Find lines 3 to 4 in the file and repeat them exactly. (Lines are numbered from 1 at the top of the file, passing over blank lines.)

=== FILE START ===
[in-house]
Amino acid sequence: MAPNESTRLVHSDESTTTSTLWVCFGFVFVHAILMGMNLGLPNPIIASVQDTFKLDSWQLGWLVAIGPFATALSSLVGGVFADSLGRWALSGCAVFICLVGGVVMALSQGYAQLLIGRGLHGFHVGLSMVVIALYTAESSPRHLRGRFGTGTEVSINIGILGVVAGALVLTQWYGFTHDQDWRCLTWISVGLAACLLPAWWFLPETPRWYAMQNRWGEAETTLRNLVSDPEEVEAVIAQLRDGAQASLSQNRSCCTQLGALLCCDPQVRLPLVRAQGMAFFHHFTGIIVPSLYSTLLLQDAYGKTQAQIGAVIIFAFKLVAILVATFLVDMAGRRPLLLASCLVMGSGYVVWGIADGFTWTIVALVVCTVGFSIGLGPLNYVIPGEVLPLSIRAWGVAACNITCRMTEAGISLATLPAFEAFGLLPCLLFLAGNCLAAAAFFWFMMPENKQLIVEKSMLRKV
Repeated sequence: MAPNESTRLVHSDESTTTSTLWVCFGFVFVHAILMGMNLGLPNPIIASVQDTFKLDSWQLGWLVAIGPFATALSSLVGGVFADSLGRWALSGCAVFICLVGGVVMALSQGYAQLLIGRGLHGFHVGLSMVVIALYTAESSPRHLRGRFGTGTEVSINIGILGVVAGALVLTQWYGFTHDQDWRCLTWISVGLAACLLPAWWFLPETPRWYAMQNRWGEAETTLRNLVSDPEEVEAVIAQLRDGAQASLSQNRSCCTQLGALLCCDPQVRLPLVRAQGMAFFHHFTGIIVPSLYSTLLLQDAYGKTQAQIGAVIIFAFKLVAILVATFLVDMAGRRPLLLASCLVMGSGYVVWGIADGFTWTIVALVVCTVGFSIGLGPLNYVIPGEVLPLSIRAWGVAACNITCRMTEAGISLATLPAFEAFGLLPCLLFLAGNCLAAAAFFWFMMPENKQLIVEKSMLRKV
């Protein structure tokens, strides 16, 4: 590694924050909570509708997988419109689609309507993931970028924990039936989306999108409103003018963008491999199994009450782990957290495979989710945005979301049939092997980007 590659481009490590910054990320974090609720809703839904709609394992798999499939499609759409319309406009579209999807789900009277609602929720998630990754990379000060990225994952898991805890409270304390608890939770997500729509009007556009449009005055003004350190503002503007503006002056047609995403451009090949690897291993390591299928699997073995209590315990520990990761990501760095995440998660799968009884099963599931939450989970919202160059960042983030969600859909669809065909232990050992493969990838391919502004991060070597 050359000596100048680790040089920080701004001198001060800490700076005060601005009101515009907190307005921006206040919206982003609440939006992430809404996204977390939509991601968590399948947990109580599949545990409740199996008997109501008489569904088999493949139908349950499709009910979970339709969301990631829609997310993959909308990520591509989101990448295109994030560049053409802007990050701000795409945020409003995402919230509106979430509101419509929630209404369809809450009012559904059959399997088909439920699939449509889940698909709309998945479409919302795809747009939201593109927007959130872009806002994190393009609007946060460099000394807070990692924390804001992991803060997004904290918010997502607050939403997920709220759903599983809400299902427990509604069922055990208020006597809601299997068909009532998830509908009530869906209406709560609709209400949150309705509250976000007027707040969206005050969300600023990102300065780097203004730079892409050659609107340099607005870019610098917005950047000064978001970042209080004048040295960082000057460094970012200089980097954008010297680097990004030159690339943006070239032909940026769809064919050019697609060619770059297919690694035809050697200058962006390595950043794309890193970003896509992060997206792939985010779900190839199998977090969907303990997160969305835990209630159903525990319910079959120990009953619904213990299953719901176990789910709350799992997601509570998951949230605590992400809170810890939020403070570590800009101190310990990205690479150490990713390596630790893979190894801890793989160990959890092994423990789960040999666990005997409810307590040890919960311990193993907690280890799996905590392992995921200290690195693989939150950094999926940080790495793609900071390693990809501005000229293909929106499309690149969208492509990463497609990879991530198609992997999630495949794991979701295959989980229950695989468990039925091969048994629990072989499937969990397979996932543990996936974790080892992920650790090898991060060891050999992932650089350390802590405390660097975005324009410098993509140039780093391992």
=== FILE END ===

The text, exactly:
Repeated sequence: MAPNESTRLVHSDESTTTSTLWVCFGFVFVHAILMGMNLGLPNPIIASVQDTFKLDSWQLGWLVAIGPFATALSSLVGGVFADSLGRWALSGCAVFICLVGGVVMALSQGYAQLLIGRGLHGFHVGLSMVVIALYTAESSPRHLRGRFGTGTEVSINIGILGVVAGALVLTQWYGFTHDQDWRCLTWISVGLAACLLPAWWFLPETPRWYAMQNRWGEAETTLRNLVSDPEEVEAVIAQLRDGAQASLSQNRSCCTQLGALLCCDPQVRLPLVRAQGMAFFHHFTGIIVPSLYSTLLLQDAYGKTQAQIGAVIIFAFKLVAILVATFLVDMAGRRPLLLASCLVMGSGYVVWGIADGFTWTIVALVVCTVGFSIGLGPLNYVIPGEVLPLSIRAWGVAACNITCRMTEAGISLATLPAFEAFGLLPCLLFLAGNCLAAAAFFWFMMPENKQLIVEKSMLRKV
């Protein structure tokens, strides 16, 4: 590694924050909570509708997988419109689609309507993931970028924990039936989306999108409103003018963008491999199994009450782990957290495979989710945005979301049939092997980007 590659481009490590910054990320974090609720809703839904709609394992798999499939499609759409319309406009579209999807789900009277609602929720998630990754990379000060990225994952898991805890409270304390608890939770997500729509009007556009449009005055003004350190503002503007503006002056047609995403451009090949690897291993390591299928699997073995209590315990520990990761990501760095995440998660799968009884099963599931939450989970919202160059960042983030969600859909669809065909232990050992493969990838391919502004991060070597 050359000596100048680790040089920080701004001198001060800490700076005060601005009101515009907190307005921006206040919206982003609440939006992430809404996204977390939509991601968590399948947990109580599949545990409740199996008997109501008489569904088999493949139908349950499709009910979970339709969301990631829609997310993959909308990520591509989101990448295109994030560049053409802007990050701000795409945020409003995402919230509106979430509101419509929630209404369809809450009012559904059959399997088909439920699939449509889940698909709309998945479409919302795809747009939201593109927007959130872009806002994190393009609007946060460099000394807070990692924390804001992991803060997004904290918010997502607050939403997920709220759903599983809400299902427990509604069922055990208020006597809601299997068909009532998830509908009530869906209406709560609709209400949150309705509250976000007027707040969206005050969300600023990102300065780097203004730079892409050659609107340099607005870019610098917005950047000064978001970042209080004048040295960082000057460094970012200089980097954008010297680097990004030159690339943006070239032909940026769809064919050019697609060619770059297919690694035809050697200058962006390595950043794309890193970003896509992060997206792939985010779900190839199998977090969907303990997160969305835990209630159903525990319910079959120990009953619904213990299953719901176990789910709350799992997601509570998951949230605590992400809170810890939020403070570590800009101190310990990205690479150490990713390596630790893979190894801890793989160990959890092994423990789960040999666990005997409810307590040890919960311990193993907690280890799996905590392992995921200290690195693989939150950094999926940080790495793609900071390693990809501005000229293909929106499309690149969208492509990463497609990879991530198609992997999630495949794991979701295959989980229950695989468990039925091969048994629990072989499937969990397979996932543990996936974790080892992920650790090898991060060891050999992932650089350390802590405390660097975005324009410098993509140039780093391992």